To the Point

There comes a time in every epoch when pragmatism simply evolves into extreme acquiescence and surrender to the forces of apathy and do-nothingness, a guarantor of the status quo in all of its easy, democratic criminality--its fortress of greed. You could line up all the pols in the U.S. in a straight row and examine them head to toe and not find a single man or woman capable of admitting, never mind ending, the corruption of their vocation--Buddy Dooley

Wednesday, October 2, 2013


The iron grip of the NCAA  is about to be loosened.

The truth is I don't know the answer to this dilemma, but some sort of compromise is in order. The biggest snag involves how most college sports, chained to the NCAA by Federal Title IX legislation and other regulations, become part of the equation if a form of disbursement is created.

How will it be implemented?

Football and basketball, the major revenue-generating sports at the big schools, finance myriad other teams across the board. Swimming, rowing, wrestling, baseball, etc., do not generate sustainable income at most schools, except in rare circumstances.

The baseball coaches at both Oregon and Oregon State have created strong programs of late, for example, but neither is self-sufficient. They rely on the revenue generated by football and basketball contracts with the networks, ticket sales, merchandising, and even some donor money.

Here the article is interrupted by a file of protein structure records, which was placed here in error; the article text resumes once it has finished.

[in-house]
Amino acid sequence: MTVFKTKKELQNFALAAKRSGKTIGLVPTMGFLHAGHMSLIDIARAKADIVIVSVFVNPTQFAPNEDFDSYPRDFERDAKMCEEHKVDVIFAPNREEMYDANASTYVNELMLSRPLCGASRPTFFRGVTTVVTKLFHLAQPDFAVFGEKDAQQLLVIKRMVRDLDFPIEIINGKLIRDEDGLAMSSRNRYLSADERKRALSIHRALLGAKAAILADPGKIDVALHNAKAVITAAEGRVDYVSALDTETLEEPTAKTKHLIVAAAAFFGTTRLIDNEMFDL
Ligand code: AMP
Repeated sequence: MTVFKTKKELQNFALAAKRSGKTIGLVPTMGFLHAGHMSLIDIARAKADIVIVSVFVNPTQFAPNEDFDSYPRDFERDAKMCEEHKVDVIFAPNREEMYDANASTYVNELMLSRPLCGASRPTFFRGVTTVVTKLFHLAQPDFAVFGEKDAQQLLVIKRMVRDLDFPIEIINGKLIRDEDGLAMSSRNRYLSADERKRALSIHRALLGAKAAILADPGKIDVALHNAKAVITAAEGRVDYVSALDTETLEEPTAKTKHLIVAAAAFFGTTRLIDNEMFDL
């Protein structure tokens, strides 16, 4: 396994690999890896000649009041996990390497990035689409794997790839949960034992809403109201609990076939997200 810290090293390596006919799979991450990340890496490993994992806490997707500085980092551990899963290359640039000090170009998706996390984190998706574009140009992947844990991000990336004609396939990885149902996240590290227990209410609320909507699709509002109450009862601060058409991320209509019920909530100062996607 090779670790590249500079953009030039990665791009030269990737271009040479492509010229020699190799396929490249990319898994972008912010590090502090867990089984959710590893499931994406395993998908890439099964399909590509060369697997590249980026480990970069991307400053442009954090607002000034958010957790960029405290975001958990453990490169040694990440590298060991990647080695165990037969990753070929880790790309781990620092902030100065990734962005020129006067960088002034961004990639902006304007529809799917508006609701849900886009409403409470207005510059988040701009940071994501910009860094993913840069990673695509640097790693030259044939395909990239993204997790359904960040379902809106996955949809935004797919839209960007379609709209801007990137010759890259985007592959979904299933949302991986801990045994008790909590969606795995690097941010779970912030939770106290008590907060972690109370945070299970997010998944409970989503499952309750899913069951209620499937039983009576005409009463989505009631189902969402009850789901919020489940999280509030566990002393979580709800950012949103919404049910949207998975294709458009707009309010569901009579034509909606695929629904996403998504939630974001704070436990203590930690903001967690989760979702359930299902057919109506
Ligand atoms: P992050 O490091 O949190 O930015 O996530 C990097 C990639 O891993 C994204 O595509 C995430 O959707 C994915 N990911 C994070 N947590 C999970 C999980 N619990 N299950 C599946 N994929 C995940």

In a true laissez-faire system unprofitable sporting events, like any other controlled endeavor, wouldn't exist. But that is not our system, despite what certain politicos would like you to believe.  If it was, Wall Street would have been done in 2008 and the entire concept of the "public good" in society would implode instantaneously.

This deal will be interesting to follow, and finding a satisfactory solution will be difficult.  Some argue college sports need to be abolished, except at the club level.

Perhaps that is where we'll ultimately land.

But good luck until then.


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